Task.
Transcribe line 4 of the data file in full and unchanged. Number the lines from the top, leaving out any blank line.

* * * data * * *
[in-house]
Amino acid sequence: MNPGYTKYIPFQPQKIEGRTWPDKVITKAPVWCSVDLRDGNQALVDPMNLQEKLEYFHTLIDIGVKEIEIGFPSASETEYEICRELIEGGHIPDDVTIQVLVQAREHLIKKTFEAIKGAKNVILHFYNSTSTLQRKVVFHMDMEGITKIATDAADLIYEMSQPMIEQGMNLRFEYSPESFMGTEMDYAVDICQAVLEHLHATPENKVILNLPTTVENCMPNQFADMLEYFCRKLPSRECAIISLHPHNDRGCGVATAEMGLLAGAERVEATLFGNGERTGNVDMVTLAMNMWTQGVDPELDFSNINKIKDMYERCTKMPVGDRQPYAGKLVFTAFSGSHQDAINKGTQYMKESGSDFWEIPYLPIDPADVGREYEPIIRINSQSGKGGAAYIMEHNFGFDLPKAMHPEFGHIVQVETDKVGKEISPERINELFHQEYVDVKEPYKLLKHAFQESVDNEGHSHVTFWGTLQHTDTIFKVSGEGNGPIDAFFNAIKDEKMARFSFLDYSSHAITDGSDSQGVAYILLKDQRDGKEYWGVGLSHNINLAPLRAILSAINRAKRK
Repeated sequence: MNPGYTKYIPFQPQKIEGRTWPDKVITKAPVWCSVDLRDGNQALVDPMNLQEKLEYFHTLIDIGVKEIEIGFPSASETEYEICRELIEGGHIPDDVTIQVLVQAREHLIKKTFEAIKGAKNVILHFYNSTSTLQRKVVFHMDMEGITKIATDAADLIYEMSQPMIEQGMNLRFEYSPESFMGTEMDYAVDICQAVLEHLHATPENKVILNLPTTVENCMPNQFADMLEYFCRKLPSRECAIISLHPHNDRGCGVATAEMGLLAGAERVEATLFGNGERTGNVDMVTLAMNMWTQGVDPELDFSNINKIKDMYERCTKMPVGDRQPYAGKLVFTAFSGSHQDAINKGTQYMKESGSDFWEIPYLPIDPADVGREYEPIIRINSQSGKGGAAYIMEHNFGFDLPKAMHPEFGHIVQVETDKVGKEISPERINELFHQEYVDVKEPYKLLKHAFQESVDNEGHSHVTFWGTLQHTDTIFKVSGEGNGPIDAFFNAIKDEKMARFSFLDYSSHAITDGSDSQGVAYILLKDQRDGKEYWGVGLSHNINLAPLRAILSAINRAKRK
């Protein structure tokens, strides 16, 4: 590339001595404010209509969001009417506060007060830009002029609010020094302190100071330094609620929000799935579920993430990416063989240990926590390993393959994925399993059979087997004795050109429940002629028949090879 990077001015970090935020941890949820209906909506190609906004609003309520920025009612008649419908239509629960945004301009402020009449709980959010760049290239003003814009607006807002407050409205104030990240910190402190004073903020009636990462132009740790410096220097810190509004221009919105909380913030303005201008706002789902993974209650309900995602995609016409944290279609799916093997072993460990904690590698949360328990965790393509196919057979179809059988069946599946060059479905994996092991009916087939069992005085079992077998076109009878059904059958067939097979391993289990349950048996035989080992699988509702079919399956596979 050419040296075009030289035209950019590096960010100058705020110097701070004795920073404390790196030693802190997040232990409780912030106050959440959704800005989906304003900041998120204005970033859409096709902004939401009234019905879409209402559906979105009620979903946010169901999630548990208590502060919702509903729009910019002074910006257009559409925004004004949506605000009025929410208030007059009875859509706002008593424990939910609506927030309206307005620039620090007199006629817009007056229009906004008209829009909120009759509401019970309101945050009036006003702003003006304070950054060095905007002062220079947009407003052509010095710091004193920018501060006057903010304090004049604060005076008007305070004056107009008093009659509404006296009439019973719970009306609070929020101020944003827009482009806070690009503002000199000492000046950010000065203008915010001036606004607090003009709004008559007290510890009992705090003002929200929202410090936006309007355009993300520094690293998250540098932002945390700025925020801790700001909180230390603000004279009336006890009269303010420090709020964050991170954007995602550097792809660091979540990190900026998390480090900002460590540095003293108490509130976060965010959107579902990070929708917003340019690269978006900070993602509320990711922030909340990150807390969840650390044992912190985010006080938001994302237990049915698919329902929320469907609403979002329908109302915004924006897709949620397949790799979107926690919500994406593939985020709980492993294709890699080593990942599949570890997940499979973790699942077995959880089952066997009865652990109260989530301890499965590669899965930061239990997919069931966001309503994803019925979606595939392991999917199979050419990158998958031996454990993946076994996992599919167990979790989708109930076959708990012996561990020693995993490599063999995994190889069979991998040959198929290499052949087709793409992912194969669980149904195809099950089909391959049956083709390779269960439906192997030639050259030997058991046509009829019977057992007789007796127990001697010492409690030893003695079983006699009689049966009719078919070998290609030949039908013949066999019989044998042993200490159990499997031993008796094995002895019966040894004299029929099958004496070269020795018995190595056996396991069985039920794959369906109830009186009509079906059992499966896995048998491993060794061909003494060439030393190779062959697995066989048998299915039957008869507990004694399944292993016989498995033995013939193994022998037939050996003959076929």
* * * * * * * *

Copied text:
């Protein structure tokens, strides 16, 4: 590339001595404010209509969001009417506060007060830009002029609010020094302190100071330094609620929000799935579920993430990416063989240990926590390993393959994925399993059979087997004795050109429940002629028949090879 990077001015970090935020941890949820209906909506190609906004609003309520920025009612008649419908239509629960945004301009402020009449709980959010760049290239003003814009607006807002407050409205104030990240910190402190004073903020009636990462132009740790410096220097810190509004221009919105909380913030303005201008706002789902993974209650309900995602995609016409944290279609799916093997072993460990904690590698949360328990965790393509196919057979179809059988069946599946060059479905994996092991009916087939069992005085079992077998076109009878059904059958067939097979391993289990349950048996035989080992699988509702079919399956596979 050419040296075009030289035209950019590096960010100058705020110097701070004795920073404390790196030693802190997040232990409780912030106050959440959704800005989906304003900041998120204005970033859409096709902004939401009234019905879409209402559906979105009620979903946010169901999630548990208590502060919702509903729009910019002074910006257009559409925004004004949506605000009025929410208030007059009875859509706002008593424990939910609506927030309206307005620039620090007199006629817009007056229009906004008209829009909120009759509401019970309101945050009036006003702003003006304070950054060095905007002062220079947009407003052509010095710091004193920018501060006057903010304090004049604060005076008007305070004056107009008093009659509404006296009439019973719970009306609070929020101020944003827009482009806070690009503002000199000492000046950010000065203008915010001036606004607090003009709004008559007290510890009992705090003002929200929202410090936006309007355009993300520094690293998250540098932002945390700025925020801790700001909180230390603000004279009336006890009269303010420090709020964050991170954007995602550097792809660091979540990190900026998390480090900002460590540095003293108490509130976060965010959107579902990070929708917003340019690269978006900070993602509320990711922030909340990150807390969840650390044992912190985010006080938001994302237990049915698919329902929320469907609403979002329908109302915004924006897709949620397949790799979107926690919500994406593939985020709980492993294709890699080593990942599949570890997940499979973790699942077995959880089952066997009865652990109260989530301890499965590669899965930061239990997919069931966001309503994803019925979606595939392991999917199979050419990158998958031996454990993946076994996992599919167990979790989708109930076959708990012996561990020693995993490599063999995994190889069979991998040959198929290499052949087709793409992912194969669980149904195809099950089909391959049956083709390779269960439906192997030639050259030997058991046509009829019977057992007789007796127990001697010492409690030893003695079983006699009689049966009719078919070998290609030949039908013949066999019989044998042993200490159990499997031993008796094995002895019966040894004299029929099958004496070269020795018995190595056996396991069985039920794959369906109830009186009509079906059992499966896995048998491993060794061909003494060439030393190779062959697995066989048998299915039957008869507990004694399944292993016989498995033995013939193994022998037939050996003959076929």